[SOLVED] Quad Core Only Showing Single Core After Supermicro BIOS Upgrade
I bought the Supermicro X10SLM+-LN4F motherboard in 2013 and just haven't kept the BIOS and BMC/IPMI firmware up-to-date at all, which goes against my security practices of keeping that updated. Got around to it a couple days ago. Upgraded BIOS from 1.1 (7/19/2013) to 3.0a (12/17/2015), which is the latest on their website. Upgrade went smoothly and successfully. (Although I really wish their website was better. They don't show release notes in the BIOS download page showing all the fixes. So not very transparent at all.)
I have a quad-core Xeon E3-1220 v3 @ 3.10GHz (Haswell), but ever since the BIOS upgrade, it only shows as having one core in the BIOS. And thus, the OS downstream (pfSense on FreeBSD) also sees just one CPU core.
This is very weird. One would think that activating all CPU cores would be automatic. What setting do I need to tweak in the BIOS to get it to recognize all four cores?
You might need to reset to default values after updating. It might be using the wrong memory location (or a different one at least) to look for that. Though that mostly automatic these days.
Nothing much to be done in pfSense to help there though. All down to the bios settings.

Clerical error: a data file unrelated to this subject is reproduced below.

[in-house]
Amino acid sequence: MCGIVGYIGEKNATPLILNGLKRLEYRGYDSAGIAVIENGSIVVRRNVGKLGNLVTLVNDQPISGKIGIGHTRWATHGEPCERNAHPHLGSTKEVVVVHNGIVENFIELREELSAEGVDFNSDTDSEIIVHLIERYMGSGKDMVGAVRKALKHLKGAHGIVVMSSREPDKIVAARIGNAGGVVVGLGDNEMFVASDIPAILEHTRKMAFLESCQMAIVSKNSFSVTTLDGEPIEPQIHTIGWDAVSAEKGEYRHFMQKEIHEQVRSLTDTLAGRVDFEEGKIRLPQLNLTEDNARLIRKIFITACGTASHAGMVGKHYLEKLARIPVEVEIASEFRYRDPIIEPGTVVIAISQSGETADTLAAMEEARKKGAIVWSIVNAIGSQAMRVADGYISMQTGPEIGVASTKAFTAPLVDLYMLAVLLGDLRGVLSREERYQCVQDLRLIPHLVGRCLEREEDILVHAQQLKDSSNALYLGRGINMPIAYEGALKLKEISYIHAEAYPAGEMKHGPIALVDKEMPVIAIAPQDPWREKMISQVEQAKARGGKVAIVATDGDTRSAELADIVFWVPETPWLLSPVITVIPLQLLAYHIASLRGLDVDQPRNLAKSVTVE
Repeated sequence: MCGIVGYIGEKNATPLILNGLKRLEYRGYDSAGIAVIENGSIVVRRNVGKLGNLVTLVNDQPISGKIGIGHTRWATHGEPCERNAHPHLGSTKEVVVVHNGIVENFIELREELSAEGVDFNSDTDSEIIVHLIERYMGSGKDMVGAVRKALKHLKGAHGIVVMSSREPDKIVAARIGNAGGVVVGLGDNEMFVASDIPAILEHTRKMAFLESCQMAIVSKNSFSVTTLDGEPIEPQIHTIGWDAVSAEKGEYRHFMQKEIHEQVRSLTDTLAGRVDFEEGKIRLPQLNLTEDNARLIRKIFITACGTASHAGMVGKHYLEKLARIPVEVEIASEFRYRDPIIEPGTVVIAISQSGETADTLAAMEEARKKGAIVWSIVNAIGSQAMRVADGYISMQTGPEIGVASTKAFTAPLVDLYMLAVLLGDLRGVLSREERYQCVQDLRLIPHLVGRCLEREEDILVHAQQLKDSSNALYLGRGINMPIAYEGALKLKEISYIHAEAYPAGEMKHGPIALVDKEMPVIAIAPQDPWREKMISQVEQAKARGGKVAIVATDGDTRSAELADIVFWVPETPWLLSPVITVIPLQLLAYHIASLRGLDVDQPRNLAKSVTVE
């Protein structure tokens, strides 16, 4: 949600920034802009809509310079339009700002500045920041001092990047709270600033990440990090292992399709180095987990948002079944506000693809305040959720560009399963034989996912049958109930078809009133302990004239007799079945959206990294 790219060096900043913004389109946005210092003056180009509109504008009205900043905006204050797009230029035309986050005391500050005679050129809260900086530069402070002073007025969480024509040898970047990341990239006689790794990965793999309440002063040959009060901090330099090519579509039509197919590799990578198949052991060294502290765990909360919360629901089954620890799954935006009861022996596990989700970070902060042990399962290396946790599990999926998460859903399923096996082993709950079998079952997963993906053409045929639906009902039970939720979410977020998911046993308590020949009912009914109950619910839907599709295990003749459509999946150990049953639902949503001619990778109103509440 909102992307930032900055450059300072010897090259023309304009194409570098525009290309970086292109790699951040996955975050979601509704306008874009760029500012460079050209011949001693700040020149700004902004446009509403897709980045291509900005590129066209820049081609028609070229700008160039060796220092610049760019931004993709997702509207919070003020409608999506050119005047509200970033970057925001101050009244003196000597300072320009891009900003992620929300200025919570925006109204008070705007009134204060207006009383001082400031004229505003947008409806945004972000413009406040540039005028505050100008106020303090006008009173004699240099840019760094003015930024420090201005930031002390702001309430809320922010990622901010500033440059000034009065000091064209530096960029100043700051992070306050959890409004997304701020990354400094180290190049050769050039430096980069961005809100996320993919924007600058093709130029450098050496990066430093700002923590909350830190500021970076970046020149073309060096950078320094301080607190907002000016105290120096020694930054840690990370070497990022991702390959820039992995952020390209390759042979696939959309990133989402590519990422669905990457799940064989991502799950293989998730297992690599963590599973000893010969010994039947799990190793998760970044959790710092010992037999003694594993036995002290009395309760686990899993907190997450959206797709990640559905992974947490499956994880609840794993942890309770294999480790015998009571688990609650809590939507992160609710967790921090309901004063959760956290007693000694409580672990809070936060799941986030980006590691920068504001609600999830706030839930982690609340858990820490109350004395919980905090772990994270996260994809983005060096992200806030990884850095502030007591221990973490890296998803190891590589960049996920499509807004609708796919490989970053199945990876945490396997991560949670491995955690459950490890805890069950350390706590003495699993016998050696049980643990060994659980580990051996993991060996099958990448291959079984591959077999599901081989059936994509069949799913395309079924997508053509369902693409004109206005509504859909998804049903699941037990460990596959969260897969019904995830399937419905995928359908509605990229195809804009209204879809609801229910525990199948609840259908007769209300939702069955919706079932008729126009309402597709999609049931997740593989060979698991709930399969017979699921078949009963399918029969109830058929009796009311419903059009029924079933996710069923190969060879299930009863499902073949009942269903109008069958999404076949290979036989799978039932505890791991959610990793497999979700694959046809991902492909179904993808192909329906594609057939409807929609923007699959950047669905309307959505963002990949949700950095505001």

Thanks for the reply. It's definitely not a pfSense issue and something on the BIOS/CMOS/motherboard. I hope that once I find a solution that this helps others here who use Supermicro motherboards in their builds.
I took another look at the [poor] instructions.
1. Save this file to your computer.
2. extract the files to a DOS bootable device (such as a bootable USB stick, or CD).
2. Boot to a DOS prompt and type AMI.BAT BIOSname.###.
4. Do not interrupt the process until the flashing is complete.
5. After you see the message of BIOS has completed the update, unplug the AC, clear the CMOS and plug in the AC and power on the system.
6. Go to the BIOS setup screen and press F9 to load the default and press F10 to save and exit.</filename>
All I did in Step 5 was power down and unplug the AC. I never bothered with clearing the CMOS, and I also never bothered with Step 6, loading the default settings again.
The manual shows:
Clear CMOS (JBT1)
JBT1 is used to clear the saved system setup configuration stored in the CMOS
chip. To clear the contents of the CMOS, completely shut down the system, remove
the AC power cord and then short JBT1 with a jumper. Remove the jumper before
powering on the system again. This will erase all user settings and revert everything
to their factory-set defaults.
This is very unlike all the IBM, Dell, HP, and Lenovo systems I've upgraded and not very user friendly to wipe out the CMOS and configuration.
I'll open the case up and clear the CMOS jumper and also reload the BIOS defaults and report back. I hope that's the solution instead of having to contact them to obtain an older BIOS image!
I like the company still, but this is 1980's procedure. :)
You should be able to just reload the defaults like it says without opening the case. If they changed the layout of the CMOS data at all between bios versions then that is normally required. Though, yeah, the BIOS update program would often so that for you.